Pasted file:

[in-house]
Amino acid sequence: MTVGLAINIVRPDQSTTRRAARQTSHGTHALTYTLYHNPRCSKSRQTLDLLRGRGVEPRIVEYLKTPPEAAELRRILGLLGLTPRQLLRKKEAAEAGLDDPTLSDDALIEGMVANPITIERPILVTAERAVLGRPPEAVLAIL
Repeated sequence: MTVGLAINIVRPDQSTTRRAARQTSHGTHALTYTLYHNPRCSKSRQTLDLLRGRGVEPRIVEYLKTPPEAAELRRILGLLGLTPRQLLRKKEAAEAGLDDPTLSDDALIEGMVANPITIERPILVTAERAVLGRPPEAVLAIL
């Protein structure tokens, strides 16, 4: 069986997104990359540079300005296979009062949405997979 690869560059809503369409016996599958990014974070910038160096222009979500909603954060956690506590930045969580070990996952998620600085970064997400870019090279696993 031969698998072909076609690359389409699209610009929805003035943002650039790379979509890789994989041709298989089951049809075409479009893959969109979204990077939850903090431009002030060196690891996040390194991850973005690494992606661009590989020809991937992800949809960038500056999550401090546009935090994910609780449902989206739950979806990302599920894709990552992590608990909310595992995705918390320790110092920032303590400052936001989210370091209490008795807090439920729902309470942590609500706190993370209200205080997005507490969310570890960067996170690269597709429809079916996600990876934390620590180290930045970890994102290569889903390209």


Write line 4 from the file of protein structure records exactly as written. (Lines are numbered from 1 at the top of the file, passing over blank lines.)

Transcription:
């Protein structure tokens, strides 16, 4: 069986997104990359540079300005296979009062949405997979 690869560059809503369409016996599958990014974070910038160096222009979500909603954060956690506590930045969580070990996952998620600085970064997400870019090279696993 031969698998072909076609690359389409699209610009929805003035943002650039790379979509890789994989041709298989089951049809075409479009893959969109979204990077939850903090431009002030060196690891996040390194991850973005690494992606661009590989020809991937992800949809960038500056999550401090546009935090994910609780449902989206739950979806990302599920894709990552992590608990909310595992995705918390320790110092920032303590400052936001989210370091209490008795807090439920729902309470942590609500706190993370209200205080997005507490969310570890960067996170690269597709429809079916996600990876934390620590180290930045970890994102290569889903390209």